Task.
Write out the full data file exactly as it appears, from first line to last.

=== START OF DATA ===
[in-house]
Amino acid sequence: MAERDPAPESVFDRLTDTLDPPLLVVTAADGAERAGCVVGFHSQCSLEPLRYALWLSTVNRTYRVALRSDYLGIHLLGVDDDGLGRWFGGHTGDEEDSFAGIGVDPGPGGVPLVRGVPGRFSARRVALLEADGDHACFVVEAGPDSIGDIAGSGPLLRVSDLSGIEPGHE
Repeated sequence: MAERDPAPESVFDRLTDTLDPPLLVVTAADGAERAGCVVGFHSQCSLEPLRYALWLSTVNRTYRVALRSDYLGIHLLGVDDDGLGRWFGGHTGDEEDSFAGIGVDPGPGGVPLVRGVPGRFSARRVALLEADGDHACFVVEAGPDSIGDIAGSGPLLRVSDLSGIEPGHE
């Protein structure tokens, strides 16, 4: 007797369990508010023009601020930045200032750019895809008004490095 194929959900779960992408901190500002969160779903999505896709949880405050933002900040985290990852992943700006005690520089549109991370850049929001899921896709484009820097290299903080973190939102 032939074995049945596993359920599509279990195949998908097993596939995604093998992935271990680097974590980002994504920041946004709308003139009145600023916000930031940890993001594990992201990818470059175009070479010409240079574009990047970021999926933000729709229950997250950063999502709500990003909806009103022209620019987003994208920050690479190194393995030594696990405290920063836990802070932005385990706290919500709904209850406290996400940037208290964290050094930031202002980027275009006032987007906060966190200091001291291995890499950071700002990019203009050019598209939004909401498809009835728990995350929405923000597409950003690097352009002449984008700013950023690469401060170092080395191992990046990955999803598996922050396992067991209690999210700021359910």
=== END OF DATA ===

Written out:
[in-house]
Amino acid sequence: MAERDPAPESVFDRLTDTLDPPLLVVTAADGAERAGCVVGFHSQCSLEPLRYALWLSTVNRTYRVALRSDYLGIHLLGVDDDGLGRWFGGHTGDEEDSFAGIGVDPGPGGVPLVRGVPGRFSARRVALLEADGDHACFVVEAGPDSIGDIAGSGPLLRVSDLSGIEPGHE
Repeated sequence: MAERDPAPESVFDRLTDTLDPPLLVVTAADGAERAGCVVGFHSQCSLEPLRYALWLSTVNRTYRVALRSDYLGIHLLGVDDDGLGRWFGGHTGDEEDSFAGIGVDPGPGGVPLVRGVPGRFSARRVALLEADGDHACFVVEAGPDSIGDIAGSGPLLRVSDLSGIEPGHE
């Protein structure tokens, strides 16, 4: 007797369990508010023009601020930045200032750019895809008004490095 194929959900779960992408901190500002969160779903999505896709949880405050933002900040985290990852992943700006005690520089549109991370850049929001899921896709484009820097290299903080973190939102 032939074995049945596993359920599509279990195949998908097993596939995604093998992935271990680097974590980002994504920041946004709308003139009145600023916000930031940890993001594990992201990818470059175009070479010409240079574009990047970021999926933000729709229950997250950063999502709500990003909806009103022209620019987003994208920050690479190194393995030594696990405290920063836990802070932005385990706290919500709904209850406290996400940037208290964290050094930031202002980027275009006032987007906060966190200091001291291995890499950071700002990019203009050019598209939004909401498809009835728990995350929405923000597409950003690097352009002449984008700013950023690469401060170092080395191992990046990955999803598996922050396992067991209690999210700021359910």